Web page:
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Urinary tract infections tend to be painful for cats and can cause kidney damage if left untreated. If a cat is displaying symptoms such as trying repeatedly to urinate while producing only small drops of urine, a veterinary consultation is warranted.
Internal fungal infections are rarely found in cats. When they do occur, they are usually caused by the strain candida cystitis. The fungus may be located in the lower urinary tract or it may originate from the kidneys and be discharged through the urine. Fungal infections may be present for a considerable length of time before any noticeable symptoms arise. If a cat does display symptoms, the most common behavior that is seen is difficulty urinating. The cat is likely to spend a great deal of time trying to urinate without much success. This behavior is often mistaken for constipation.
There are often no visible symptoms associated with a fungal infection in the lower urinary tract, even when the infection has been present for some time and is well established. Some cats may display one or more of the following symptoms:
Cats of any age, breed, or gender may be affected by the condition. Common causes include:
The examining veterinarian will review the cat’s full health history and discuss details regarding symptoms, including the onset and severity. Laboratory tests will be ordered to evaluate the general health of the cat. A complete blood count (CBC) and biochemistry profile will help to determine whether the fungus has spread to other organs, and a urinalysis will detect the presence of fungus in the urine. It is possible that fungus can be introduced through a contamination of the sample, so positive results will often warrant re-testing of a new sample. If both tests return a positive result, a urine culture will be ordered to identify the specific fungus that is causing the infection. If results are inconclusive, additional tests may be ordered. Identifying the type of fungus helps to determine the proper medication that should be used to treat it.
The primary treatment for fungal infections in the lower urinary tract involves addressing the risk factors that are associated with the condition. Removing contaminated catheters and eliminating the use of certain drugs is often the first step. Antifungal drugs will usually be prescribed and may be administered through a urinary catheter in a procedure known as infusion. Urinary alkalization may be used to increase the effectiveness of treatment. Fungal urinary tract infections are difficult to treat and it is likely that multiple rounds of infusion will be needed before the cat has made a complete recovery.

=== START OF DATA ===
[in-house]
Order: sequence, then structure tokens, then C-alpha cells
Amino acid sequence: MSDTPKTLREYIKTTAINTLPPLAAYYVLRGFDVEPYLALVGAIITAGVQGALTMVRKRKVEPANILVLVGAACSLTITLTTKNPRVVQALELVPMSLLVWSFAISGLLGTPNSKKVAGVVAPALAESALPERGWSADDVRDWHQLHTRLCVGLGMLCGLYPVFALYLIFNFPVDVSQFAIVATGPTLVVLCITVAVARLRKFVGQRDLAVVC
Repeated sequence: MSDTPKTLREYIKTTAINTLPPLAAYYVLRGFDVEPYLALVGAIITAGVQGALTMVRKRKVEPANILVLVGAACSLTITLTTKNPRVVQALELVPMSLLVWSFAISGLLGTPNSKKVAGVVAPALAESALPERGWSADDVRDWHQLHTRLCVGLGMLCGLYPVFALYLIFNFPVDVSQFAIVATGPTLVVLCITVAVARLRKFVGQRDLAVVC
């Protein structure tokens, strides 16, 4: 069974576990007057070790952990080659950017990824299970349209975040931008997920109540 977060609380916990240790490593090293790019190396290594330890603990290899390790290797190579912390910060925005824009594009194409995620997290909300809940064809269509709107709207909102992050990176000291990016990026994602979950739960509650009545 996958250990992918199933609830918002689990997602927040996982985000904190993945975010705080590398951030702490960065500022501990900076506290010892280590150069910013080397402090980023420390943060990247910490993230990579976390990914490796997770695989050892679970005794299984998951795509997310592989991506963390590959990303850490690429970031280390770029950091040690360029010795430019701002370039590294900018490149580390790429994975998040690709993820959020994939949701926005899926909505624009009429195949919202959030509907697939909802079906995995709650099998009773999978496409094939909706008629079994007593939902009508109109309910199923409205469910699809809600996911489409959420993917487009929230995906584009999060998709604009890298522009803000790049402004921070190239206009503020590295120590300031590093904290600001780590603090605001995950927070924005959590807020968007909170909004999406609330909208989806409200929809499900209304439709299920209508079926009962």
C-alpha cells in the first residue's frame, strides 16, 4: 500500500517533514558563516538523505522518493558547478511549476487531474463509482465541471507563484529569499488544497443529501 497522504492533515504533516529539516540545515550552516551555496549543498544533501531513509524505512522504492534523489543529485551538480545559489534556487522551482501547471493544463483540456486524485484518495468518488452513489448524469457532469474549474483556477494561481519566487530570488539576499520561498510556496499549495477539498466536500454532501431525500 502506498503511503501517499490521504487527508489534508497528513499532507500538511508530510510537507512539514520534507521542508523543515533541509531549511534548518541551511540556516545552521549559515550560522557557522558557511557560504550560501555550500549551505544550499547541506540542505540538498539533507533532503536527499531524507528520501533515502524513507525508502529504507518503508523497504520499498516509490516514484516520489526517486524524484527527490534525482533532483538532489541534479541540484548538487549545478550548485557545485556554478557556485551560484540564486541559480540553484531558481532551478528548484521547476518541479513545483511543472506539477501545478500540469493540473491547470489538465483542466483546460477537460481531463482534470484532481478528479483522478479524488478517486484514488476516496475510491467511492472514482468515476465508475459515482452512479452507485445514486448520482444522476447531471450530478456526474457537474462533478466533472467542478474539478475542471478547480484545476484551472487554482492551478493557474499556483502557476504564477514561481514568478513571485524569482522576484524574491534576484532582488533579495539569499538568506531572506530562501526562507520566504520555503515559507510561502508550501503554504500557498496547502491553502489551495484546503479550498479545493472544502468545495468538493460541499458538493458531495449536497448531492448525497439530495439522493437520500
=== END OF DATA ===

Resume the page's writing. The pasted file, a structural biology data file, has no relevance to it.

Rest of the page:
It is common for fungal urinary infections to require long-term treatment before they are fully resolved. At least two additional urine tests will be needed, one occurring 10 to 14 days after the initial treatment and the second 10 to 14 days later. Two months after the final treatment has been administered, another culture will be performed to ensure that all residual fungus has been eliminated. If the results of this test are negative, the condition will be deemed to have been resolved.
Carefully following the instructions that the veterinarian has provided is vitally important to the cat’s recovery. Owners should ensure that dietary restrictions are followed and must observe the cat’s urination habits closely. If a change in the color of the urine is noticed or the cat begins to display signs of difficulty with urination, a follow-up visit to the vet will be needed.
Owners can help the cat to recover by providing access to clean, fresh water at all times. Several litter boxes should be available and they should be kept in a quiet and comfortable area of the house, away from any potential danger. All litter boxes must be kept clean. They should be scooped out twice a day and the litter should be changed at least once a week. It is best if the cat can be kept calm while it is recovering. If possible, avoid any major changes in routine in order to minimize potential stress.
With proper diagnosis and treatment, it is likely that an affected cat will fully recover and live a normal, healthy life.
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0 found helpful
Two of my cats get chronic frequent yeast bladder infections the vet puts them on an antifungal medicine and they eat only Science Diet CD Now we change their litter box weekly and they still urinate outside the box and also pull things inside the litter box such as clothing or personal items which is very weird what else can I do besides feed them Science diet Cd. No matter what we do it seems like they keep getting yeast infections
Aug. 10, 2018
Urinary fungal infections in cats are uncommon but are usually used by Candida which is a normal inhabitant of a cat’s skin, gastrointestinal tract and urinary tract; they can be difficult to treat and there may be another underlying condition predisposing them to fungal infections. Regards Dr Callum Turner DVM
Aug. 10, 2018
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